BALB/c male mice were divided randomly into 5 groups: normal group (uninfected), infected control group, MSC group, TLR2 plus IFN-γ-treated MSC group, and TLR4 plus IFN-γ-treated MSC group. Each group included ten mice. Mice were percutaneously infected with 16 ± 2 pairs cercaria collected from S. japonicum-infected snails, which were bought from the Jiangsu Institute of Parasitic Diseases (Wuxi, China). At 1 week and 3 weeks post-infection, mice received via the tail vein 5 × 105 MSC or pretreated MSC suspended in 0.2 ml of saline. Clinical evaluation of the disease was monitored based on body weight and mortality rate (the data from four repeated experiments were analyzed).

Histological evaluation

The thymus, spleen, and the remaining right liver lobe of each mouse were fixed in 4% paraformaldehyde, embedded in paraffin, and cut into about 5-μm sections. The sections were stained with hematoxylin and eosin (H&E). Representative H&E-stained thymus, spleen, and liver sections from each animal were scanned under × 200 magnifications with a compound microscope. The liver granuloma was quantified by calculating the sum of the granulomatous area using AxioVision Rel 4.7 (Carl Zeiss GmbH, Jena, Germany).

Evaluation of fibrosis

The hepatic fibrosis was observed by Masson stainings to show the deposition of collagen fibers in the liver at 8 weeks post-infection and quantified by measurement of hydroxyproline levels and Acta2, Tgfb, and Col1a1 mRNA expression by real-time PCR.

Real-time polymerase chain reaction

Total RNA was extracted from liver tissue using TRIzol reagent (Invitrogen, Life Technologies Carlsbad, CA, USA). The cDNA was synthesized with the PrimeScript RT reagent kit (Takara, Otsu, Shiga, Japan) according to the manufacturer’s protocol. PCR was performed on the LightCycler480 (Roche, USA) using primers specific for Acta2, Col1a1, Tgfb, and Tnf listed in Table 1. Amplification was performed in a total volume of 20 μl for 40 cycles, and products were detected using SYBR Green I dye (Roche Life Science, Switzerland). The housekeeping gene Gapdh was used as an internal control, and quantitation of relative mRNA expression was calculated using the 2−ΔΔCt method.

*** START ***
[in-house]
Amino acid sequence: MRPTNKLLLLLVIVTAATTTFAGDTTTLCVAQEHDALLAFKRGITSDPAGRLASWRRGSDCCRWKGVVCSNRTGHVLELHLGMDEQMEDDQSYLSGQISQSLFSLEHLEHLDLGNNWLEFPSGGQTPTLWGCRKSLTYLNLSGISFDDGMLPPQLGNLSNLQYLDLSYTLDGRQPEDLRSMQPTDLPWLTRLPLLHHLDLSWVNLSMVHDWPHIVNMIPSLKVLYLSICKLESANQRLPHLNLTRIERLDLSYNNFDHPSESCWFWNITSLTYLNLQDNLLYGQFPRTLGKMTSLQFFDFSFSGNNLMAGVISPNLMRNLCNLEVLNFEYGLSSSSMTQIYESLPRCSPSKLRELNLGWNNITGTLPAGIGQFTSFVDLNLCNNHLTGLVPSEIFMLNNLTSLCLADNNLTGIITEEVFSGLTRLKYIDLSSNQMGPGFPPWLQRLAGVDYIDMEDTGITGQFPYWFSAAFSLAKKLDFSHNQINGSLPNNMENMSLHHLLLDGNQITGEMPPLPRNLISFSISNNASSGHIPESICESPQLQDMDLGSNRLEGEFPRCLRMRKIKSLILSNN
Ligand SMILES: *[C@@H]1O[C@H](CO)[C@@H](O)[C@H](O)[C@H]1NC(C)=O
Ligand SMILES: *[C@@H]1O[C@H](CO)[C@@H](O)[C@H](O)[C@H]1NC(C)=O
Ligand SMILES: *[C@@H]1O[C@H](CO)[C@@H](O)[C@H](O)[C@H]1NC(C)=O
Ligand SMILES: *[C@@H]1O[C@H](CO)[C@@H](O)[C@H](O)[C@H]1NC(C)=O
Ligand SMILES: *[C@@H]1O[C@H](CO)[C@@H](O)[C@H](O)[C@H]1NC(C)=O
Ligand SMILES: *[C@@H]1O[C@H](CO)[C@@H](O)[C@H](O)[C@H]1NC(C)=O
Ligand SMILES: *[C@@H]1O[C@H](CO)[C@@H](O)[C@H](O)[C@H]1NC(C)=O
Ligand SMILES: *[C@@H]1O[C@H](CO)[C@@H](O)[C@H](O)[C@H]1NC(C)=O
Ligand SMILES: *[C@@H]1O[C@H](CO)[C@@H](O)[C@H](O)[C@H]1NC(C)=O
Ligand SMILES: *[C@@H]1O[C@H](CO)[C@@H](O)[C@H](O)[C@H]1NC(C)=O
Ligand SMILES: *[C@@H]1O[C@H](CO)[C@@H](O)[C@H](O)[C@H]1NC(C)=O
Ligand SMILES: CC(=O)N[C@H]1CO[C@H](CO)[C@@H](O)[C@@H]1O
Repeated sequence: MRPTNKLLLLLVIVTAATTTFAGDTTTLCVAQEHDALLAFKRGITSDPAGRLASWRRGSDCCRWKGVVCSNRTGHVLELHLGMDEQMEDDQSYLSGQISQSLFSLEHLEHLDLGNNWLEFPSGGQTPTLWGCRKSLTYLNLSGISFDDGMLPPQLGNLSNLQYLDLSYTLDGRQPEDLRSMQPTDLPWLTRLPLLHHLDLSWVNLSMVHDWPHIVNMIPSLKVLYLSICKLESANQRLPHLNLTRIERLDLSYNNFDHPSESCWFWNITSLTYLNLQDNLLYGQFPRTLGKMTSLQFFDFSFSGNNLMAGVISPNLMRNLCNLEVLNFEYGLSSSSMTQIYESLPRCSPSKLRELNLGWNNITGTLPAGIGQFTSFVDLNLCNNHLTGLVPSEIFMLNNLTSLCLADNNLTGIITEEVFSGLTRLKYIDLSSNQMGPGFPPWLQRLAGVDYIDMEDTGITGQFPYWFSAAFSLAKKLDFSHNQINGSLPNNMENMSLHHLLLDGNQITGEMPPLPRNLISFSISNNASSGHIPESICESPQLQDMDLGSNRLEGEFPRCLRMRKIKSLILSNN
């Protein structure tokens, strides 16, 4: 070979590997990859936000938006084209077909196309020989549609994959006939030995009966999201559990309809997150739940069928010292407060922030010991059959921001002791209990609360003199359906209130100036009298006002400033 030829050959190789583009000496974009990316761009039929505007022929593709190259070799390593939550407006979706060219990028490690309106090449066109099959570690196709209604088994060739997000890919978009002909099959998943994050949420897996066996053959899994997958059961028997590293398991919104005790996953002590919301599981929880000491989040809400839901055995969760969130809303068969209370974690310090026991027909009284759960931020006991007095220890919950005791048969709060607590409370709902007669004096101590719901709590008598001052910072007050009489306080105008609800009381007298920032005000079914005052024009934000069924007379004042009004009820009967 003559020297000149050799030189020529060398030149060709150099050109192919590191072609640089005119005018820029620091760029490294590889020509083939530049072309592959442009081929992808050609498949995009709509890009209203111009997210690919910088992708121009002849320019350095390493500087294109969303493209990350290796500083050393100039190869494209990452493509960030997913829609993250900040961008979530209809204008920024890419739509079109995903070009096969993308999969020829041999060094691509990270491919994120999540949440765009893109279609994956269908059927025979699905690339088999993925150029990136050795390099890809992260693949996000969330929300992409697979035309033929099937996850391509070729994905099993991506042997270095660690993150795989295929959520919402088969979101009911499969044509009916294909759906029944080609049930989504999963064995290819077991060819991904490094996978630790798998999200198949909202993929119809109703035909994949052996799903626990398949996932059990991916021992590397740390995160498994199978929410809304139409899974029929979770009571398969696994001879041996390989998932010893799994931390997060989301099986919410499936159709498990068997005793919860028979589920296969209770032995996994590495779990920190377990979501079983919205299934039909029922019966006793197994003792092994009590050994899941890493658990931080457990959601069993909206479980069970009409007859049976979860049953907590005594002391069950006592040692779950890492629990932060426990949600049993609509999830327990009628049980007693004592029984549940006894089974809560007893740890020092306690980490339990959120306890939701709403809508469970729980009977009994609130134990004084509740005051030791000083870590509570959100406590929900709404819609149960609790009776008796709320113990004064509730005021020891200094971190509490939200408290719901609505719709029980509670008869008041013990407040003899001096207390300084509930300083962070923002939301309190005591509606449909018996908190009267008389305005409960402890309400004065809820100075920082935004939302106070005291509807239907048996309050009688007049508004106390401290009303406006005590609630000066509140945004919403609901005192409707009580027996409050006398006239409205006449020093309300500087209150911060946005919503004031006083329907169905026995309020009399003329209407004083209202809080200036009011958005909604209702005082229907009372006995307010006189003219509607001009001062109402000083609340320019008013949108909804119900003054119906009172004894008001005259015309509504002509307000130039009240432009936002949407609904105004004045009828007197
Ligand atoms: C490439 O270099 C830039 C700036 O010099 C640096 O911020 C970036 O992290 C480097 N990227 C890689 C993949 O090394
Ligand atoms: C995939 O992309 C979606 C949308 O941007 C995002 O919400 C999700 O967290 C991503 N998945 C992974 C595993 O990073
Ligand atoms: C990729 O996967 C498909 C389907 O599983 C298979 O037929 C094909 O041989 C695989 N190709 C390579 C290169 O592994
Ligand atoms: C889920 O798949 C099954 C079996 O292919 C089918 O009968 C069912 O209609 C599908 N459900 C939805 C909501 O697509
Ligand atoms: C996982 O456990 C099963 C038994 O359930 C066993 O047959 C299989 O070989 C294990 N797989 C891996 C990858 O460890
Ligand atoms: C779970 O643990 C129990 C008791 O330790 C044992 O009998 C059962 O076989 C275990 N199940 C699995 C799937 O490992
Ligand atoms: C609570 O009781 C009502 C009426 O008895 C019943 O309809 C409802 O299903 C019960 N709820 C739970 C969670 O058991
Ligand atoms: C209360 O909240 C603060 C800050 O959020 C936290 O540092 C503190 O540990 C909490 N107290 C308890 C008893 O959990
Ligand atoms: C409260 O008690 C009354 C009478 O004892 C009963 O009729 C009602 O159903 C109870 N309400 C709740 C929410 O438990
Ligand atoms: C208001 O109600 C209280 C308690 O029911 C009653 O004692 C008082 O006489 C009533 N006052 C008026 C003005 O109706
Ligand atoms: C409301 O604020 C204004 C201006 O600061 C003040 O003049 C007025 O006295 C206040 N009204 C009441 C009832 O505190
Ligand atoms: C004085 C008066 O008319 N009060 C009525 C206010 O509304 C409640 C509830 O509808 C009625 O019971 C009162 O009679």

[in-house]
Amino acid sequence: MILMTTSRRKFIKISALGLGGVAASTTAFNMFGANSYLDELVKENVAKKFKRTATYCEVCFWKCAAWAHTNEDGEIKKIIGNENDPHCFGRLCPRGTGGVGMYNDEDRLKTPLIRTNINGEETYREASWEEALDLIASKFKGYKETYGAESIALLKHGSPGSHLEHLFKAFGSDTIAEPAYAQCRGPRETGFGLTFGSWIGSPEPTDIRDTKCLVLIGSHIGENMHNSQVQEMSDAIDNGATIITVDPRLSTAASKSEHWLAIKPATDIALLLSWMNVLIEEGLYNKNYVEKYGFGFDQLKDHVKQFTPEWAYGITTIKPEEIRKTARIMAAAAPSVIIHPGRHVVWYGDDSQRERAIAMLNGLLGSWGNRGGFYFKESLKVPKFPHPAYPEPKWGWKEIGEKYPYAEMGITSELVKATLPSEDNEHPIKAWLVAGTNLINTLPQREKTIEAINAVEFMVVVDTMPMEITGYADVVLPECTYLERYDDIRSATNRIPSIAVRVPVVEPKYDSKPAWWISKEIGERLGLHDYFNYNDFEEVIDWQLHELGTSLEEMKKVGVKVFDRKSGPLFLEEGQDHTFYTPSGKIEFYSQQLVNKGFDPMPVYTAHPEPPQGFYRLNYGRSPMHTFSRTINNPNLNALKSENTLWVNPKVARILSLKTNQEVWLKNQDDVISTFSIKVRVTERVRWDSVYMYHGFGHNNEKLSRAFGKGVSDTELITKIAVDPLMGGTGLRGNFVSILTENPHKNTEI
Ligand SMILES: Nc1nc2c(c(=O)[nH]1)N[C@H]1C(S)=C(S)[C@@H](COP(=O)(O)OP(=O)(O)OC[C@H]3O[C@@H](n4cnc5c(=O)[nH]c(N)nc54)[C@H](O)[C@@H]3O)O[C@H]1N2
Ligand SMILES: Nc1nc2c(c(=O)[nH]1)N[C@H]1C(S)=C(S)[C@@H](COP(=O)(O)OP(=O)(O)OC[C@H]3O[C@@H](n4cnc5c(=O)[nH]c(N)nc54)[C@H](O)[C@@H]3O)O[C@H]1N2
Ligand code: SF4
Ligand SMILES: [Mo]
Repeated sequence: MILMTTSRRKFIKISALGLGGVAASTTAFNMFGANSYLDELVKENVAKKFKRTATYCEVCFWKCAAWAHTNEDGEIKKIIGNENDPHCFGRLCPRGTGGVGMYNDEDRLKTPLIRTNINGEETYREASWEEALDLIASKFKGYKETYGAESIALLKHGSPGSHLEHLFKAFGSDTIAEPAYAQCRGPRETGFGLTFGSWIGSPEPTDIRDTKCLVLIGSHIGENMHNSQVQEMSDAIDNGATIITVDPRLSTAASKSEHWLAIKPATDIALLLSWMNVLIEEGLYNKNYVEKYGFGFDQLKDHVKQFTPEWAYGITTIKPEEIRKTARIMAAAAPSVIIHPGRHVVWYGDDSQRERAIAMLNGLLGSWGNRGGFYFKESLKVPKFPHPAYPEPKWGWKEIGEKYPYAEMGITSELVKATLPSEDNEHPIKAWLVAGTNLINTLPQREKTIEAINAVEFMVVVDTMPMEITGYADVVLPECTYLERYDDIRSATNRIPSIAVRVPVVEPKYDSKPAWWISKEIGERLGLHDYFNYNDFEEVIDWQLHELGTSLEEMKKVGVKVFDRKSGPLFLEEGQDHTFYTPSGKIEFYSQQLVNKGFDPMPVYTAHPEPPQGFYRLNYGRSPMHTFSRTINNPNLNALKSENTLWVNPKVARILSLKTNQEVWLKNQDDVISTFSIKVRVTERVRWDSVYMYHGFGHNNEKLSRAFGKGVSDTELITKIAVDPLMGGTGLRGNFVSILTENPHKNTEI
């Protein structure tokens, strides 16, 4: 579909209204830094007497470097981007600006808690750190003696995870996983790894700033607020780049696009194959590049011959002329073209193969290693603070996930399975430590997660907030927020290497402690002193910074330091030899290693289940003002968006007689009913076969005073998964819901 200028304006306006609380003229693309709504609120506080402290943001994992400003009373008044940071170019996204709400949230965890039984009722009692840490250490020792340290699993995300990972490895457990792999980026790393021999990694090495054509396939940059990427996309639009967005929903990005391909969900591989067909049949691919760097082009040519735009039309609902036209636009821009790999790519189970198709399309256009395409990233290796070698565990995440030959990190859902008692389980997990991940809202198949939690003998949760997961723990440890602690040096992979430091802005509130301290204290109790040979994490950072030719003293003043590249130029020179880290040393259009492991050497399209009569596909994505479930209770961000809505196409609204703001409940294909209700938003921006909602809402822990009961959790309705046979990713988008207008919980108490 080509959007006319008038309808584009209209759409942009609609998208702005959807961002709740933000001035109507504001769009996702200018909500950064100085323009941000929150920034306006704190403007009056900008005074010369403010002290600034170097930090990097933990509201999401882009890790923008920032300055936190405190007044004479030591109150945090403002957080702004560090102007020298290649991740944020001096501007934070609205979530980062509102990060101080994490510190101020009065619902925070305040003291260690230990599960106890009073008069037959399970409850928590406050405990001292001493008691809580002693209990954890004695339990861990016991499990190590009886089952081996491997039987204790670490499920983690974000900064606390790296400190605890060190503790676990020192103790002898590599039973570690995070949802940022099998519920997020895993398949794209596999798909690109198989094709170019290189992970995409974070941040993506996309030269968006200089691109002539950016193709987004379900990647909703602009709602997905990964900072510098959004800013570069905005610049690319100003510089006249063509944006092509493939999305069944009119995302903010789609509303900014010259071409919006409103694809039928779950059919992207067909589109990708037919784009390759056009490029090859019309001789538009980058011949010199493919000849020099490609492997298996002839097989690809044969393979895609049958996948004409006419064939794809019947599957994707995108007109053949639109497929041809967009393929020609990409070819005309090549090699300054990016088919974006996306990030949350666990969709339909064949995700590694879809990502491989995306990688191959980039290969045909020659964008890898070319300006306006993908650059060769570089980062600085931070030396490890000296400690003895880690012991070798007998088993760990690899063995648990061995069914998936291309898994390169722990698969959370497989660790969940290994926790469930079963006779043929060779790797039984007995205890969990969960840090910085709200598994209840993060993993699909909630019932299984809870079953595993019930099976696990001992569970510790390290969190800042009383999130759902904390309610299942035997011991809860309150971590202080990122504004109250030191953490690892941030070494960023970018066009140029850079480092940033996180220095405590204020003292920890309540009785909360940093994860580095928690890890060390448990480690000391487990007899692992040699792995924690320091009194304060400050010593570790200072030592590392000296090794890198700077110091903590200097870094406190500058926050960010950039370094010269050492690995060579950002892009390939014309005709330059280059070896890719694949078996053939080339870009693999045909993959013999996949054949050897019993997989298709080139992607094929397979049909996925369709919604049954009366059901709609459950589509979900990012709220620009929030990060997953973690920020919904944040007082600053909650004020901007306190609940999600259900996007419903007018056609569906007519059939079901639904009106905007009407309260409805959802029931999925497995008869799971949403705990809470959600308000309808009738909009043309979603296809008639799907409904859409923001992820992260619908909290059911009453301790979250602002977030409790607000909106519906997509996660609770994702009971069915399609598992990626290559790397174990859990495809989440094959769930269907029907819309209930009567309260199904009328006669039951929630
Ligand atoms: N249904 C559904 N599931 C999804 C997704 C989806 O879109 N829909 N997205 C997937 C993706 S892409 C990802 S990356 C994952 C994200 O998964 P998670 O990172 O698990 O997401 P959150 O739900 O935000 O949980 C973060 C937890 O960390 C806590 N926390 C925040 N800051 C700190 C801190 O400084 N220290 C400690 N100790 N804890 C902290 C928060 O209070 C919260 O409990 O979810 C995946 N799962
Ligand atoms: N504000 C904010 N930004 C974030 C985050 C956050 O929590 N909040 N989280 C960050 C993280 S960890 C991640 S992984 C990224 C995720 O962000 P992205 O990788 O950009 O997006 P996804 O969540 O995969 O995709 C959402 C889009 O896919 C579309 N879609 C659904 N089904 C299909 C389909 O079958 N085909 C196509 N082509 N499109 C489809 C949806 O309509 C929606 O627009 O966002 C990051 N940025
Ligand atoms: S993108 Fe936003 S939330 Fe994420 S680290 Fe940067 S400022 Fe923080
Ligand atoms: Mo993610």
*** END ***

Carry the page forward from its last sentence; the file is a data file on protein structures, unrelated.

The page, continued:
Table 1 Primer sequences of Gapdh, Acta2, Tgfb, Tnf, and Col1a1 genes used in the RT-PCR

Flow cytometry detection

Intracellular cytokine staining

Percentages of Th1 (CD3+CD4+IFN-γ+) and Th2 (CD3+CD4+IL-4+) cells in the liver of Babl/c mice at 8 weeks post-infection were detected by flow cytometry. Liver mononuclear cells were isolated from the livers of mice as previously described [19]. Briefly, mouse livers were minced through a 100-μm cell strainer (BD Falcon) and re-suspended in PBS (pH 7.2) and centrifuged at 50×g for 5 min. Supernatants containing liver mononuclear cells were collected and washed in PBS. The cell pellets were re-suspended in 35% Percoll solution (Sigma-Aldrich) and gently overlaid onto 70% Percoll. After being centrifuged (600×g) for 30 min at room temperature, the inter-phase containing liver mononuclear cells were collected and washed twice in PBS. These cells were subsequently used for stimulation and surface staining.

Then, lymphocytes were stimulated with phorbol 12-myristate 13-acetate (PMA) (50 ng/ml) and ionomycin (500 ng/ml) for 6 h; during this period, brefeldin A (BFA; 10 μg/ml) was used to inhibit the secretion cytokines (all from Sigma Aldrich). Collected cells were stained with anti-mouse CD3e-PE-Cyanine7, CD4-BV605, and CD8-Pacific Blue. Subsequently, the cells were washed, fixed, and permeabilized with Cytofix/Cytoperm buffer and stained with anti-mouse IFN-γ-PerCP-Cyanine5.5 or IL-4-PE (or isotype IgG2a control antibody) (eBioscience, San Diego, CA, USA) following the manufacturer’s instruction. Stained cells were detected by flow cytometry (Becton Dickinson), and the data were analyzed using the FlowJo7.6 software.